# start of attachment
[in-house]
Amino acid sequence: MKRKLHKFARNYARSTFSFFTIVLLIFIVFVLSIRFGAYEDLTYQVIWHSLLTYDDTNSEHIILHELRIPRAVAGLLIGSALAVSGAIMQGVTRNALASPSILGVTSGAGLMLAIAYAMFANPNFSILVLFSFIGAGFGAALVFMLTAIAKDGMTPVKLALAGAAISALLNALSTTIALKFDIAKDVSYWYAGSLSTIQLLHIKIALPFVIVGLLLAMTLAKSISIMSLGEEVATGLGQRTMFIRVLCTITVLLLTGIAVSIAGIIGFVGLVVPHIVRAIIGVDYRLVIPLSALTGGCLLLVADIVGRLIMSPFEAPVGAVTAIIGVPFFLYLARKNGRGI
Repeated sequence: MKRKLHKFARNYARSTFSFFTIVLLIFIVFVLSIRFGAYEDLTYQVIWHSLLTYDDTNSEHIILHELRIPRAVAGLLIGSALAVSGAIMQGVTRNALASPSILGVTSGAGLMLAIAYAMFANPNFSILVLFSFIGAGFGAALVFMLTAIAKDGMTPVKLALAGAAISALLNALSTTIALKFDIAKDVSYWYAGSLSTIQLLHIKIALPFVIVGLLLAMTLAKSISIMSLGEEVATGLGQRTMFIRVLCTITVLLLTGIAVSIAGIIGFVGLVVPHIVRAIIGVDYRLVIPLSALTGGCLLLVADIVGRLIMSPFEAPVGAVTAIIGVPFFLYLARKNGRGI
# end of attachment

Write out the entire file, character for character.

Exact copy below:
[in-house]
Amino acid sequence: MKRKLHKFARNYARSTFSFFTIVLLIFIVFVLSIRFGAYEDLTYQVIWHSLLTYDDTNSEHIILHELRIPRAVAGLLIGSALAVSGAIMQGVTRNALASPSILGVTSGAGLMLAIAYAMFANPNFSILVLFSFIGAGFGAALVFMLTAIAKDGMTPVKLALAGAAISALLNALSTTIALKFDIAKDVSYWYAGSLSTIQLLHIKIALPFVIVGLLLAMTLAKSISIMSLGEEVATGLGQRTMFIRVLCTITVLLLTGIAVSIAGIIGFVGLVVPHIVRAIIGVDYRLVIPLSALTGGCLLLVADIVGRLIMSPFEAPVGAVTAIIGVPFFLYLARKNGRGI
Repeated sequence: MKRKLHKFARNYARSTFSFFTIVLLIFIVFVLSIRFGAYEDLTYQVIWHSLLTYDDTNSEHIILHELRIPRAVAGLLIGSALAVSGAIMQGVTRNALASPSILGVTSGAGLMLAIAYAMFANPNFSILVLFSFIGAGFGAALVFMLTAIAKDGMTPVKLALAGAAISALLNALSTTIALKFDIAKDVSYWYAGSLSTIQLLHIKIALPFVIVGLLLAMTLAKSISIMSLGEEVATGLGQRTMFIRVLCTITVLLLTGIAVSIAGIIGFVGLVVPHIVRAIIGVDYRLVIPLSALTGGCLLLVADIVGRLIMSPFEAPVGAVTAIIGVPFFLYLARKNGRGI